1999 / 4月
Dr. Alfonz Lengyel, USA
The tragedy of the Balkans can be traced back to Trianon, where from the fragments of Hungary, the successor states of Czechoslovakia, Yugoslavia and greater Romania were created. These artificial formations forced Albanian Muslims to live with Serbs and compelled Czechs to live with Slovaks. It takes time for historic events to reveal their consequences.
The new borders were not drawn on the basis of plebiscites. By ignoring the ethnographic borders, the dismemberment of the Austro-Hungarian empire, population 48 million, resulted in16 million people becoming ethnic minorities. These minorities were not emigrants who voluntarily left their old country, but people who never moved from their hometowns, yet became foreigners because the borders were redrawn around them.
President Wilson asked for a Danubian Confederation to replace the monarchy and wanted to draw the internal borders within it, on the basis of self-determination through plebiscites, but his views were disregarded. On March 31, 1919, he called the proposed dismemberment of Hungary absurd, but was overruled by the French. As a result, the United States Congress refused to approve the Treaty of Trianon, but the treaty was implemented anyway.
In any society, the test of civilization is respect for minority rights. The successor states which were created attempted to solve their minority problems through denationalization, ethnic cleansing, deportations, expulsions, transfers, dispersions and many other forms of uprooting. Hungarians had to choose between their nationality and their property. Because of intimidation and coercion, 350,000 Hungarians decided to leave all their possessions behind and flee to Hungary.
After 1956, when the heroic children of Budapest mortally wounded Communism, the rulers of the successor states used the uprising as a pretext to speed up the forced assimilation of their Hungarian minorities and things got even worse for Europe's largest minority. It was after the Hungarian revolution, when the remaining autonomous Hungarian regions of Transylvania in Romania and Vojvodina in Yugoslavia had been abolished. Today, in those artificially created countries the over 3 million Hungarians have no autonomy at all, although it has been guaranteed by the Great Powers in 1920, again in 1945, and once more by the European Parliament in 1993, in Article 11 of Decision 1201.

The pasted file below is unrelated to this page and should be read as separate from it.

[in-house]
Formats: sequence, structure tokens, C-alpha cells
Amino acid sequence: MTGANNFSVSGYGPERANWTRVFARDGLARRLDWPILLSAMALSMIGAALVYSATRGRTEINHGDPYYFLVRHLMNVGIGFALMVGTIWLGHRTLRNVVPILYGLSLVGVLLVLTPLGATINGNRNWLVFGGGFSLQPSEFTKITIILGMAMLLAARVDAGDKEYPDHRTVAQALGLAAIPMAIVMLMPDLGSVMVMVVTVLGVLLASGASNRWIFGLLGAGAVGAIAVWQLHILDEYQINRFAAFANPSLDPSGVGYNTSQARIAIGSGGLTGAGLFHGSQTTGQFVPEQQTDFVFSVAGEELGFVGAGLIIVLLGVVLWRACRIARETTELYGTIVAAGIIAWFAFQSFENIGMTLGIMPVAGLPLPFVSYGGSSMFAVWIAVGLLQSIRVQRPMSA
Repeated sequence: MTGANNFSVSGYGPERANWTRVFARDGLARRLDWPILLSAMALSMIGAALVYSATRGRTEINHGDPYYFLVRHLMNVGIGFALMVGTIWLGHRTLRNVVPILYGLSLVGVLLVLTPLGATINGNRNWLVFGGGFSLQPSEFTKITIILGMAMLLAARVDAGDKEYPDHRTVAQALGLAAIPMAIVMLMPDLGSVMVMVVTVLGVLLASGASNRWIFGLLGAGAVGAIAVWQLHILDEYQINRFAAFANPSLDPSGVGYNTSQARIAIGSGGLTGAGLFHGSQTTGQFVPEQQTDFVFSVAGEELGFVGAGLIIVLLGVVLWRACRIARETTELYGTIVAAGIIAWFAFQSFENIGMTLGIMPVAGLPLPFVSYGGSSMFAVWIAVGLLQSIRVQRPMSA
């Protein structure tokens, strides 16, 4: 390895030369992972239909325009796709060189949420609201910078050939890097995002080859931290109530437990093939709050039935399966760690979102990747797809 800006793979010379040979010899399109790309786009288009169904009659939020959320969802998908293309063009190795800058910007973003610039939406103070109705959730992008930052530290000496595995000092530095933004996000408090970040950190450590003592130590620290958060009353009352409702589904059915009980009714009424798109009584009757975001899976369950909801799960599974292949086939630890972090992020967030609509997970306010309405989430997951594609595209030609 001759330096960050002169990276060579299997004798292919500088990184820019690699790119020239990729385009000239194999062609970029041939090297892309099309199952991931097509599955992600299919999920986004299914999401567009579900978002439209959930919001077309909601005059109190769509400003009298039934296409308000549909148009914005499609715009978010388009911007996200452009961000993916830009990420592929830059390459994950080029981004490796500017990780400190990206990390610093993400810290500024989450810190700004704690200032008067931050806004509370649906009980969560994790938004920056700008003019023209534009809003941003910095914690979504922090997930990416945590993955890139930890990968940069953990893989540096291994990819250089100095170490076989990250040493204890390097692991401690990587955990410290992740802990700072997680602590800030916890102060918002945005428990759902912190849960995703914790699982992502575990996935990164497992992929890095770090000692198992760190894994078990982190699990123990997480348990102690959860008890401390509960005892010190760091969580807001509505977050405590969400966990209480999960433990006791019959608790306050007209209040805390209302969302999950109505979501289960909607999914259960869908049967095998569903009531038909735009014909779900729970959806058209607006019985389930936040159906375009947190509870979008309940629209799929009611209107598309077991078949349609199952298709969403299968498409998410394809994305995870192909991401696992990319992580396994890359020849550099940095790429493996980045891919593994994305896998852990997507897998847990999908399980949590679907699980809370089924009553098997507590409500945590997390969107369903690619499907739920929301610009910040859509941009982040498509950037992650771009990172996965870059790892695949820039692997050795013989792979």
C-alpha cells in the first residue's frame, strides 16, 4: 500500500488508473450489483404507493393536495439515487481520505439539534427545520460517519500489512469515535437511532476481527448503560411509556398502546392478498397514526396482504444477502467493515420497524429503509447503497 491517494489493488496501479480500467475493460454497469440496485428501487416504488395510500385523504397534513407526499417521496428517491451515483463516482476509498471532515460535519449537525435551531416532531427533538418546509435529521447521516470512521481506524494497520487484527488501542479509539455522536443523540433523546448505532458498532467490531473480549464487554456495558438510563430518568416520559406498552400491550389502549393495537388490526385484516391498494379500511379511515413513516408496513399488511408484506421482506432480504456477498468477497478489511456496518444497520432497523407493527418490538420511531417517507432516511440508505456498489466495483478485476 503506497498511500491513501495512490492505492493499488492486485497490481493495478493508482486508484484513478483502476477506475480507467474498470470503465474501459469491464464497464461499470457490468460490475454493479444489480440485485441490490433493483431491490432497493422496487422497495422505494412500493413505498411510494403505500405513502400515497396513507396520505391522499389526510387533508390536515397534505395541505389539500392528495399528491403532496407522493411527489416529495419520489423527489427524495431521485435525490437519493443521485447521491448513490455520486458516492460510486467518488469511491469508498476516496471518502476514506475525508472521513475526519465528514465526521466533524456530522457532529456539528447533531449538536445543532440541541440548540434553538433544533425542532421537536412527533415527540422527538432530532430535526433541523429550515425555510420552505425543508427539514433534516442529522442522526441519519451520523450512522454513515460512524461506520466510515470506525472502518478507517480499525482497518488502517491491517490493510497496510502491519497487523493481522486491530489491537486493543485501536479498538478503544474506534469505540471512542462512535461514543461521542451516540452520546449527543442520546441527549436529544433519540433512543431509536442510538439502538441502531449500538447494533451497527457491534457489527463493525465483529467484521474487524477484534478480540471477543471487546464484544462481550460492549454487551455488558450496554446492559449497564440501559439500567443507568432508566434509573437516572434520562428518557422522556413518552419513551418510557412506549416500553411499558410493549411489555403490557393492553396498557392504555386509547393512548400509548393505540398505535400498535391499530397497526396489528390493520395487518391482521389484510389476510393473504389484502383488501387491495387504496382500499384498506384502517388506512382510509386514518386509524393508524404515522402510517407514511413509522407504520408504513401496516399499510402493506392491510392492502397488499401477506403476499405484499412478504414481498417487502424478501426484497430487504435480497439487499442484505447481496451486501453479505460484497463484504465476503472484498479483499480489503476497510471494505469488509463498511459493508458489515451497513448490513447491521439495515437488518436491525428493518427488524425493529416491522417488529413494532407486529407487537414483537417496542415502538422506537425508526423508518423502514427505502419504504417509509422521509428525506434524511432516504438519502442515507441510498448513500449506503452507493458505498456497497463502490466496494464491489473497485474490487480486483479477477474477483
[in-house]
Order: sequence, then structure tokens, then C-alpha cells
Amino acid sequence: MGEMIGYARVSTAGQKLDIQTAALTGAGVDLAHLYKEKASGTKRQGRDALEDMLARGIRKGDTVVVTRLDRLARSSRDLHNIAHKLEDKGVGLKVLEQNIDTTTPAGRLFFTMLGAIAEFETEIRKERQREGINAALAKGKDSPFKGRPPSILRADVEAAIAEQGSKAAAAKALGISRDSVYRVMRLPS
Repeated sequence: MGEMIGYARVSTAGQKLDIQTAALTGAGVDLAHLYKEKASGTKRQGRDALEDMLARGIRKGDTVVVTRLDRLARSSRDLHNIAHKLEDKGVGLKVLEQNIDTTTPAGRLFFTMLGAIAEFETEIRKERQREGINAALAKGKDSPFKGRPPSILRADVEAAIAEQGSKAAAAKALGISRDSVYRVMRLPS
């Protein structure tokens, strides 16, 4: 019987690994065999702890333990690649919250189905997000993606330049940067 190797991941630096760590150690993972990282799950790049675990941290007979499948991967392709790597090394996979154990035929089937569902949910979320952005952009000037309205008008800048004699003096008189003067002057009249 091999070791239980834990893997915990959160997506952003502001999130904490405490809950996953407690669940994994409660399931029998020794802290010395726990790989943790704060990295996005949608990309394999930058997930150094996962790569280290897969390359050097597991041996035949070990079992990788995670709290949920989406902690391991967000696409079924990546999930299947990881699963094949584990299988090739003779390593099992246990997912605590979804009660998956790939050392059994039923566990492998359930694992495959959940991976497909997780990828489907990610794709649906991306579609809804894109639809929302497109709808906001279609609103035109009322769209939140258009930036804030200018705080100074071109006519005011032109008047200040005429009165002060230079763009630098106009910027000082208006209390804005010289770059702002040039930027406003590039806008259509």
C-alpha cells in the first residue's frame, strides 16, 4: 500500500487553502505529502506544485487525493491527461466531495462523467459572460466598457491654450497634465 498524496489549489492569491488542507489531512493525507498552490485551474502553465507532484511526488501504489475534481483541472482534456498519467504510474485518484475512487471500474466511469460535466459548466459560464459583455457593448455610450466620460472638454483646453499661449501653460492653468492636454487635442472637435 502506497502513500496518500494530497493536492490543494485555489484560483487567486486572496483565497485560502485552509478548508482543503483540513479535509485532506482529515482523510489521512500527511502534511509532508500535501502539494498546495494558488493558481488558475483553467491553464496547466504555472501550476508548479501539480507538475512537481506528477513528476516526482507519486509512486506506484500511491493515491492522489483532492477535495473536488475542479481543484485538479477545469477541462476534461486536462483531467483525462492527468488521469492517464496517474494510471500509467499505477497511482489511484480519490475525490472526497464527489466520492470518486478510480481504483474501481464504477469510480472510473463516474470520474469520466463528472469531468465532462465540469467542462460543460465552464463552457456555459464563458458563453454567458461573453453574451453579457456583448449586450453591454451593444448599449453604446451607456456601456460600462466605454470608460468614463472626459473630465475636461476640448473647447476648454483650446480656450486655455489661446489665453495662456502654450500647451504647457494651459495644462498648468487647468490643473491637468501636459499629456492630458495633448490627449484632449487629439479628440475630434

Problems do not solve themselves accidentally. Those who want a better future must first have a plan, a concept of that future. For the stability and prosperity of Central Europe, that plan should start with autonomy for all the minorities of the region and could eventually aim for a large and therefore stable voluntary federation.
It would be fitting if on the 80th anniversary of the dismemberment of the Austro-Hungarian Empire, and after the resulting terrible suffering of three generations of some 20 million innocent people of ethnic minorities, we would start the process of rebuilding. It would be even more fitting if in this process of rebuilding, we would not be creating hostile and unviable mini-states, but would aim at a stable and powerful Federation of Central Europe.